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    Social software offers a variety of tools to engage students and promote higher order learning.  What is social software, and how does it differ from earlier internet tools? What are the tools of social software, and how can they be used productively for teaching and learning?  This website (ATLSS) explores these questions, and provides practical examples from six years of experimentation in a number of courses,  including a first year seminar, principles of macro & micro, intermediate macro, introduction to research methodology, and a variety of senior-level seminars.

    This website is designed to be an introduction and a resource for instructors who wish to explore the use of social software tools to enhance learning in their economics courses. The website is split into multiple modules and can be traversed in several ways.  (As a result, you can expect to encounter some duplication of material.)  It was originally constructed for use as a presentation tool at the Developments in Economics Education conference at Cambridge University, September 2007. You can view the presentation by starting at the tab labeled ‘Presentation’ and then following the links on that page. The presentation offers an outline of talking points, some examples, and further links to more detailed discussion of each topic. The presentation pathway is designed to be a quick way to surveying the range of content offered by the website.  You can always go directly to any module by clicking on the appropriate tab on the right sidebar.

    The website is designed so that, with a minimum of effort, readers can find out what a tool is, how it works, and how it might be used in teaching.  Each tool has its own page, easily accessible via tabs on the right sidebar.  Details about the tool can be found by following the links on the page.  Links to how each tool has been used in specific economics courses are also provided.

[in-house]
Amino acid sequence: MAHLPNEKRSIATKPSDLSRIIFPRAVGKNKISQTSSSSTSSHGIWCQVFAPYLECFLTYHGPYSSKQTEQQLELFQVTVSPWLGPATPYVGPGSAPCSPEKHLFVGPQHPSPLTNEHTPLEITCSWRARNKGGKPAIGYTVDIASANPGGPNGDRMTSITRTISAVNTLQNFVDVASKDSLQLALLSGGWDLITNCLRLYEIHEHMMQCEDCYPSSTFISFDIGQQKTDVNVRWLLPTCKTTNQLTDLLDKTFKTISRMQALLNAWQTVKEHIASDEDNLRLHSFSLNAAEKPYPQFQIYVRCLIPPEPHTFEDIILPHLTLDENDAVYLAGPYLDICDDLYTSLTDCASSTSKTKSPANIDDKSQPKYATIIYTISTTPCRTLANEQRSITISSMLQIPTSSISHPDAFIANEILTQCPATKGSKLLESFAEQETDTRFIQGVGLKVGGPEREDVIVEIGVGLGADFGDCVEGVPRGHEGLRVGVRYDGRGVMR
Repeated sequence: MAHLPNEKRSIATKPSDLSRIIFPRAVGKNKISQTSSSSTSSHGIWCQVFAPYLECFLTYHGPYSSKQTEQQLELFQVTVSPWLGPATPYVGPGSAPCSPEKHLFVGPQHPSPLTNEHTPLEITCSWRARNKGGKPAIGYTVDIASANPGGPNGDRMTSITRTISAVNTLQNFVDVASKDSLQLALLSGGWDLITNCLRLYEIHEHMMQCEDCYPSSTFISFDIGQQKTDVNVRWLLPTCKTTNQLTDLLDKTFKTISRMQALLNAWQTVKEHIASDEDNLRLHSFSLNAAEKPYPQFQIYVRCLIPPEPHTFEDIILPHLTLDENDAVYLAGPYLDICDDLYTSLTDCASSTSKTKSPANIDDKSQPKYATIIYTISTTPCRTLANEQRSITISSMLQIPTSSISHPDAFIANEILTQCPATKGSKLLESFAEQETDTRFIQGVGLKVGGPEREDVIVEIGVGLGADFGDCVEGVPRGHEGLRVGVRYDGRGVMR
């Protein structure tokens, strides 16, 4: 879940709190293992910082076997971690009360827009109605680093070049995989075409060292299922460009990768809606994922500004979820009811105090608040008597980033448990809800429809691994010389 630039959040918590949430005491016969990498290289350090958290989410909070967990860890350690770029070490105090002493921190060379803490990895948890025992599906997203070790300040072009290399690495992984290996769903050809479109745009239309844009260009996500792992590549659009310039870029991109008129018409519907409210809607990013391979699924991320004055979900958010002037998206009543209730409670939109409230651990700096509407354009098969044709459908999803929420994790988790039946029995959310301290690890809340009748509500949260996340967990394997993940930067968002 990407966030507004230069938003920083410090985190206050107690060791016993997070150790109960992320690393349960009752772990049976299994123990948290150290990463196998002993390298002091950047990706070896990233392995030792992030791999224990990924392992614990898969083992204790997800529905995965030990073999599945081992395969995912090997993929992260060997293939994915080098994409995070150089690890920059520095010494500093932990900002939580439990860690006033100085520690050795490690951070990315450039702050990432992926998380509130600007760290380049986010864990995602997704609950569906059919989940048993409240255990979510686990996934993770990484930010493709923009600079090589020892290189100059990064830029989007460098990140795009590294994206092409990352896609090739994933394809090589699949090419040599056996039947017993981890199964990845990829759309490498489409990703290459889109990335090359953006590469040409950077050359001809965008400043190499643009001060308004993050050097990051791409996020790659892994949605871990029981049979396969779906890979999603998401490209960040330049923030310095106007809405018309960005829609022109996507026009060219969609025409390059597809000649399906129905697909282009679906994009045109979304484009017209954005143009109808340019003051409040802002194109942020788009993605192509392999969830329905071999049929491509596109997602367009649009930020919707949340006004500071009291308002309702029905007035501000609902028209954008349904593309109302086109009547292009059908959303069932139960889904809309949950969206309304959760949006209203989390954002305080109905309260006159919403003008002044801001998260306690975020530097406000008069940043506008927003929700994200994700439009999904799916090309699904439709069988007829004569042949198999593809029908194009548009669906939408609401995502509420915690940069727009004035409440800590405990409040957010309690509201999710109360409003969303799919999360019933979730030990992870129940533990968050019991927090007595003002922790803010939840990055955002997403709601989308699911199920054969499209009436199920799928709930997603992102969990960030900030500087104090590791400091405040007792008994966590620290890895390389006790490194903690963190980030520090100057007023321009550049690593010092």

The material behind the website started life as a paper, which has been divided into pieces which are accessible by clicking on the links labeled “Commentary on …” at the bottom of the tool pages.  These links provide a more detailed explanation of social software and its tools than is provided on the upper level pages.

    The tab labeled ‘Courses’ lists the courses in which I’ve used social software.  The links to each course briefly discuss how the tools were used. Of course, your mileage may vary.

    You should note that this website is dynamic rather than static.  Unlike published articles, this resource will change over time as I explore more tools and learn more about existing ones.   You can think of this digital resource as like a book which is under continuous revision.   The bottom right sidebar on many pages contains an RSS feed of delicious tags on the page’s topic.  What you see will change over time as the feed changes.  (For more information on this, see the pages on Social Bookmarking and RSS feeds.)